Well, there’s a big reason for the difference.  According to the Pennsylvania Department of Transportation, the traffic count on Hwy 59 is 1400 cars per day.  Highway 59 is the highway where both the Morrison Trail and Jake’s Rock are located. The traffic count for Hwy 321, the Highway that Tracy Ridge is on, is only 100 cars per day. Again, these are Pennsylvania DOT statistics.

Screen Shot from the Pennsylvania DOT's Website showing cars per day.
In other words, the Morrison Trail and the Trails at Jakes Rock are convenient to 1300 more cars a day than Tracy Ridge.  There are 1300 more cars available to stop by and check out those trails, than at Tracy Ridge.  There are 1300 more cars that stopping by Jakes Rock and doing a short ride is not going out of the way.  Meanwhile, going to Tracy Ridge is going out of the way for everyone except the 100 cars a day.

The National Forest System Stewardship Act
On November 28, 2016, President Obama signed the National Forest System Stewardship Act into law.  This Act gives the Forest Service more resources to maintain trails.  That’s just what Tracy Ridge needs.  The Act authorized the use of off-season Forest Service firefighters to maintain trails.  It also gives incentives to volunteers to help maintain trails, including some liability and insurance issues. The Bill is patterned after a 2010 Act that helps National Wildlife Refuges obtain volunteers.  The Forest Service didn’t have a very good overall strategy for obtaining volunteers.  This Act addresses that problem.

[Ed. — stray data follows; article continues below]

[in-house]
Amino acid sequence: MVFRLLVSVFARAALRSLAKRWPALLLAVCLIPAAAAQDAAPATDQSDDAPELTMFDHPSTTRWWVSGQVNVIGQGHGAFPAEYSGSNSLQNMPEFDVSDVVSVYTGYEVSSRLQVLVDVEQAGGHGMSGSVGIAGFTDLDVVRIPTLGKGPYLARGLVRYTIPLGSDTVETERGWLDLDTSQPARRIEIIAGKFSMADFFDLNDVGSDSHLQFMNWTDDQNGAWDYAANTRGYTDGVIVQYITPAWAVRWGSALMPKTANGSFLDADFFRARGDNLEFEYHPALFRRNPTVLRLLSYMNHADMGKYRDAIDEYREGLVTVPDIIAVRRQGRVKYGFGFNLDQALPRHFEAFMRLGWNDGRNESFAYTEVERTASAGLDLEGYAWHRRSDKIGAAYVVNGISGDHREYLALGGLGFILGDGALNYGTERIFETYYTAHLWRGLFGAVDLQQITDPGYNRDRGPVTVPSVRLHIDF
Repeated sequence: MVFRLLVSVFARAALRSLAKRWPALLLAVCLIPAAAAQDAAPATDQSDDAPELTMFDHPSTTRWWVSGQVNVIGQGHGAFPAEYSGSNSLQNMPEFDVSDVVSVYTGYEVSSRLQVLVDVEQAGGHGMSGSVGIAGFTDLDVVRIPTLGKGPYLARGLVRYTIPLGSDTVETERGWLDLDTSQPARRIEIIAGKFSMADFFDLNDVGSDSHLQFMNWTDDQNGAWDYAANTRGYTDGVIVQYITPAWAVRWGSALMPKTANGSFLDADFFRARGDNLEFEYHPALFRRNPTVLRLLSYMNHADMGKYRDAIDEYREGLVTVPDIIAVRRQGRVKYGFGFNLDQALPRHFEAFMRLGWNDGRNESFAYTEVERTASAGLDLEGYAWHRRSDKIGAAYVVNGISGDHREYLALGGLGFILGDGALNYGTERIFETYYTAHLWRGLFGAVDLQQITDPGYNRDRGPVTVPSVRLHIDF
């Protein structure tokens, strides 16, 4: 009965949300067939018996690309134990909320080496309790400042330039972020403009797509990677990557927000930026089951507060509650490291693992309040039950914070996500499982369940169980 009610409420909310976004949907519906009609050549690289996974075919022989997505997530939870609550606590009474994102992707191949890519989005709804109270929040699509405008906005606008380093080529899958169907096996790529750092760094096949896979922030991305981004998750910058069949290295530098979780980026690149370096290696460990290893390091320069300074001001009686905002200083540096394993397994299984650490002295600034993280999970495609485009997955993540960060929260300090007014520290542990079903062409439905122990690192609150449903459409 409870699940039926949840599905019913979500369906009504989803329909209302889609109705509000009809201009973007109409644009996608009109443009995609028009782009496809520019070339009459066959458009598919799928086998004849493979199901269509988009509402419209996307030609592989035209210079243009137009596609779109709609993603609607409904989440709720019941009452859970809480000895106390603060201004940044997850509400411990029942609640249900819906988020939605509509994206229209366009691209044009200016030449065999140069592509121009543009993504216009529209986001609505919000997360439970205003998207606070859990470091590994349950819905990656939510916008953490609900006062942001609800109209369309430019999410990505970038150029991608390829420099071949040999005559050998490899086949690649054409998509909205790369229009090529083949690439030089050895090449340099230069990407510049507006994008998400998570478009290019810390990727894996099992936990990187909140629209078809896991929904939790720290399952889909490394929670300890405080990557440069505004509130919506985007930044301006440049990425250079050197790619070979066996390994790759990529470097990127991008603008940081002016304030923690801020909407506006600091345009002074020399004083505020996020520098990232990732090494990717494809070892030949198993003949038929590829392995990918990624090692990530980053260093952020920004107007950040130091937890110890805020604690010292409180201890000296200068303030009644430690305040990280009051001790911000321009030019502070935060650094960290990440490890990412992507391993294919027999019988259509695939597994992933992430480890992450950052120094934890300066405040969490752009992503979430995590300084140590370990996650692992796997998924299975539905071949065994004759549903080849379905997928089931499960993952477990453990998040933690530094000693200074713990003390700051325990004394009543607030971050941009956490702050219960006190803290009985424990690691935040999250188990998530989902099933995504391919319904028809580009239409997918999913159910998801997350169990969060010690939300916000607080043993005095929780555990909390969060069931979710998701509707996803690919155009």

A KGWN article about the new National Forest System Stewardship Act
The Allegheny National Forest needs to embrace this new law immediately and use it to get new volunteers.  The Forest Service need more volunteers because of Tracy Ridge and because of all the new miles of mountain biking trails being built at Jake’s Rock.  In a few more years there could be 45 miles of mountain biking specific trails at Jake’s Rock.  They will need all the volunteers they can get.

Jakes Rock
And speaking of the Trails at Jake’s Rock, exactly how do they feel about the mountain biking proposal at Tracy Ridge?  You would think they would be excited for some more mountain biking opportunities in the Allegheny Forest area.  Well, the Trails at Jake’s Rock hasn’t even mentioned Tracy Ridge on their Facebook Page since the recent comment period began.  There are no posts encouraging people to write in comments in favor of mountain biking at Tracy Ridge. 
The Facebook Page for Jakes Rock touts the Allegheny River as the "River of the Year"
They are not coming out against mountain biking at Tracy Ridge, perhaps because they don't want to strain their relationship with the Forest Service, but they don’t appear to be overly enthusiastic for it, either.